+ Is chocolate or cacao a fermented food?
No. Chocolate is made from the kernel of the cacao seed. Although the cacao seeds are fermented, the seed itself is not what is being fermented. This is very different from kimchi, wine grapes, and sauerkraut.
The seeds used to make chocolate are surrounded by a fruit or "pulp" contained within the cacao pod. The fruit covered seeds are allowed to ferment, but it is the fruit that becomes part of the fermentation cycle, similar to kimchi, wine grapes, and sauerkraut. It is therefore erroneous to equate chocolate or cacao seeds to the fermented foods listed above.
So why do people say chocolate and cacao are fermented?
There is a big push today to make chocolate a "superfood" and market it for its health. Although there are health benefits to high quality dark chocolate, selling it as a fermented food is not correct.
When the cacao fruit is fermenting, it impacts the cacao seed at the molecular level. The kernel of the cacao seed is altered due to the fruit outside of it being fermented. There is a tiny pore in the testa or "shell" of the seed which allows for the metabolites and other compounds within the fermented fruit to travel into the seed and alter the kernel.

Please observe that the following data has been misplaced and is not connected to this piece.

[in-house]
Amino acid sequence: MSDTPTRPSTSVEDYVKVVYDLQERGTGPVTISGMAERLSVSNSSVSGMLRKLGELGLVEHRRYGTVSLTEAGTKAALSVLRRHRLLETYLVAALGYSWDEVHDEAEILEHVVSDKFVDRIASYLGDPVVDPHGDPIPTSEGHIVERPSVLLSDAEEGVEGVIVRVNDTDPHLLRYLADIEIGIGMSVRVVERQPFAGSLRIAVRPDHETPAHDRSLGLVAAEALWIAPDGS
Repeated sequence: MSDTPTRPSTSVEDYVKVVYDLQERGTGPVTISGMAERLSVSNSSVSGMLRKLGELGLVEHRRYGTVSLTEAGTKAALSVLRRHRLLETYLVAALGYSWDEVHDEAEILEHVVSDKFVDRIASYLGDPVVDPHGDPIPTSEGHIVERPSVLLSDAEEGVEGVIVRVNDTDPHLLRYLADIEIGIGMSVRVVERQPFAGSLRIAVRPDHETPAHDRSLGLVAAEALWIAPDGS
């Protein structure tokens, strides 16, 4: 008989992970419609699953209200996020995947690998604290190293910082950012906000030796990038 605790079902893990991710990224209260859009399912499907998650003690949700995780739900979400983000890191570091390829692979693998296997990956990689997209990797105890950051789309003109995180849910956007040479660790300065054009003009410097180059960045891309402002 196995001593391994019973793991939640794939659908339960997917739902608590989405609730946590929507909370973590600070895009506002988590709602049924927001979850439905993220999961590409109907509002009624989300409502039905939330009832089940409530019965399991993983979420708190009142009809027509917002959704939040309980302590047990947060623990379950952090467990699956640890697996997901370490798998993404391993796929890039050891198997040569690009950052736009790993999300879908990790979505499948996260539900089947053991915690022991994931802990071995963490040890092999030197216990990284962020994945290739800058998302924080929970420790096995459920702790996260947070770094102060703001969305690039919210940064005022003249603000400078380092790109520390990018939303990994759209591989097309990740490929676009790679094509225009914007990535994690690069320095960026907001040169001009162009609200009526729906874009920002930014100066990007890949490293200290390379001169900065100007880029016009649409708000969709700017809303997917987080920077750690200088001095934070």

This kernel is then dried, roasted, and ground into chocolate. So although the cacao seed is directly impacted by fermentation of the cacao fruit, the seed itself is not a fermented food.
+ What is cocoa powder?
Cocoa powder is essentically defatted cocoa bean.
Cocoa powder is made from pressing the mass of ground cocoa seed kernel. This press squeezes out a large amount of the cocoa fat, and leaves us two products, the cocoa butter (the fat) and a cocoa press cake (everything else, the cocoa solids and some of the fat). This "cake" is then pulverized into a powder, creating cocoa powder.
99% of commerical cocoa powder today is also alkalized or "dutched". This makes the colour darker, the flavour more mild, and also makes it more miscible in water (easier to mix). You can know if your cocoa powder is "dutched" by reading the ingredients. The ingredients list of cocoa powder which is dutched will be listed as alkalized, dutched, or contains sodium bicarbonate.